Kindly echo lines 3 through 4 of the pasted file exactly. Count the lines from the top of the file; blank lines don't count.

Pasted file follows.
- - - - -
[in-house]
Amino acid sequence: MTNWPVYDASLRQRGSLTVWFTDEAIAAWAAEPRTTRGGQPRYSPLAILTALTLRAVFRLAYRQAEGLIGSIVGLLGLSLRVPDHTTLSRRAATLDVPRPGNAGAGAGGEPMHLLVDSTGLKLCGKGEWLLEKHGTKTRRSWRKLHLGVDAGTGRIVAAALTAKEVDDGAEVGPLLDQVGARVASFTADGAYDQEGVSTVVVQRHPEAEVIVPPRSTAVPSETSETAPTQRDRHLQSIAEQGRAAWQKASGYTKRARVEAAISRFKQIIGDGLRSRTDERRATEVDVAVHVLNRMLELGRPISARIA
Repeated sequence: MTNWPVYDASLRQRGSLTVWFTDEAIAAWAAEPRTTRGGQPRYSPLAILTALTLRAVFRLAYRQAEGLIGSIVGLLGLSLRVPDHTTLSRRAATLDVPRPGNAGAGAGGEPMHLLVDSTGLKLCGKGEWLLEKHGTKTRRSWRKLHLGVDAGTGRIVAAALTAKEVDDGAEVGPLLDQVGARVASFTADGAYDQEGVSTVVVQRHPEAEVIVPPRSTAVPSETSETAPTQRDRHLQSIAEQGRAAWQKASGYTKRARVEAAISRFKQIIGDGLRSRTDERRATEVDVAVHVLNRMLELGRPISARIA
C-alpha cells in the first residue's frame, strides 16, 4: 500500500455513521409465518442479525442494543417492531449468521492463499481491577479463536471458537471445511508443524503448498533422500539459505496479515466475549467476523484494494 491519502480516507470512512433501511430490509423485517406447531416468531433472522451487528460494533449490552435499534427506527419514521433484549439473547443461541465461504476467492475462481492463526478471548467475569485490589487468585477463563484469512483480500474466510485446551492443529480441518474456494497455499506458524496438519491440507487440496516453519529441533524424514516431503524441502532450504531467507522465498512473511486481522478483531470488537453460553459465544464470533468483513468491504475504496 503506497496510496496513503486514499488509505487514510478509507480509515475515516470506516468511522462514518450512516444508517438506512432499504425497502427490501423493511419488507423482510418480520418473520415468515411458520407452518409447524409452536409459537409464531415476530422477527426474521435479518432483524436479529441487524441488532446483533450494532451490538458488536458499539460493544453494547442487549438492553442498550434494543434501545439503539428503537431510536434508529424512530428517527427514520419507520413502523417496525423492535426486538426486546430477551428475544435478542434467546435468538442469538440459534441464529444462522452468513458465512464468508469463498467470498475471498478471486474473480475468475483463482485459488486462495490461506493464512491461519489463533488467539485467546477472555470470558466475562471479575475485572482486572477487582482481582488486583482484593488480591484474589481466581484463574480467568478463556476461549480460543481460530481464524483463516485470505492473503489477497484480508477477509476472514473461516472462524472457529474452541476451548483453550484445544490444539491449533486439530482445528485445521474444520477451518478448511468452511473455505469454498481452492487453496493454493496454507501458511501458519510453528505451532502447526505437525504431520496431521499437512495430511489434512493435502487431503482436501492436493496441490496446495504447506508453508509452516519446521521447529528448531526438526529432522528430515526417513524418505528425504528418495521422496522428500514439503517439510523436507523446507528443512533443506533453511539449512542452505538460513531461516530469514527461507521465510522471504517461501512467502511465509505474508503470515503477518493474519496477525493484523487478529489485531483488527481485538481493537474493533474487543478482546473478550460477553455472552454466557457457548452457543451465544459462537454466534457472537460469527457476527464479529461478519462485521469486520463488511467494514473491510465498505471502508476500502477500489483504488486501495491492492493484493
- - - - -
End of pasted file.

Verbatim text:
Repeated sequence: MTNWPVYDASLRQRGSLTVWFTDEAIAAWAAEPRTTRGGQPRYSPLAILTALTLRAVFRLAYRQAEGLIGSIVGLLGLSLRVPDHTTLSRRAATLDVPRPGNAGAGAGGEPMHLLVDSTGLKLCGKGEWLLEKHGTKTRRSWRKLHLGVDAGTGRIVAAALTAKEVDDGAEVGPLLDQVGARVASFTADGAYDQEGVSTVVVQRHPEAEVIVPPRSTAVPSETSETAPTQRDRHLQSIAEQGRAAWQKASGYTKRARVEAAISRFKQIIGDGLRSRTDERRATEVDVAVHVLNRMLELGRPISARIA
C-alpha cells in the first residue's frame, strides 16, 4: 500500500455513521409465518442479525442494543417492531449468521492463499481491577479463536471458537471445511508443524503448498533422500539459505496479515466475549467476523484494494 491519502480516507470512512433501511430490509423485517406447531416468531433472522451487528460494533449490552435499534427506527419514521433484549439473547443461541465461504476467492475462481492463526478471548467475569485490589487468585477463563484469512483480500474466510485446551492443529480441518474456494497455499506458524496438519491440507487440496516453519529441533524424514516431503524441502532450504531467507522465498512473511486481522478483531470488537453460553459465544464470533468483513468491504475504496 503506497496510496496513503486514499488509505487514510478509507480509515475515516470506516468511522462514518450512516444508517438506512432499504425497502427490501423493511419488507423482510418480520418473520415468515411458520407452518409447524409452536409459537409464531415476530422477527426474521435479518432483524436479529441487524441488532446483533450494532451490538458488536458499539460493544453494547442487549438492553442498550434494543434501545439503539428503537431510536434508529424512530428517527427514520419507520413502523417496525423492535426486538426486546430477551428475544435478542434467546435468538442469538440459534441464529444462522452468513458465512464468508469463498467470498475471498478471486474473480475468475483463482485459488486462495490461506493464512491461519489463533488467539485467546477472555470470558466475562471479575475485572482486572477487582482481582488486583482484593488480591484474589481466581484463574480467568478463556476461549480460543481460530481464524483463516485470505492473503489477497484480508477477509476472514473461516472462524472457529474452541476451548483453550484445544490444539491449533486439530482445528485445521474444520477451518478448511468452511473455505469454498481452492487453496493454493496454507501458511501458519510453528505451532502447526505437525504431520496431521499437512495430511489434512493435502487431503482436501492436493496441490496446495504447506508453508509452516519446521521447529528448531526438526529432522528430515526417513524418505528425504528418495521422496522428500514439503517439510523436507523446507528443512533443506533453511539449512542452505538460513531461516530469514527461507521465510522471504517461501512467502511465509505474508503470515503477518493474519496477525493484523487478529489485531483488527481485538481493537474493533474487543478482546473478550460477553455472552454466557457457548452457543451465544459462537454466534457472537460469527457476527464479529461478519462485521469486520463488511467494514473491510465498505471502508476500502477500489483504488486501495491492492493484493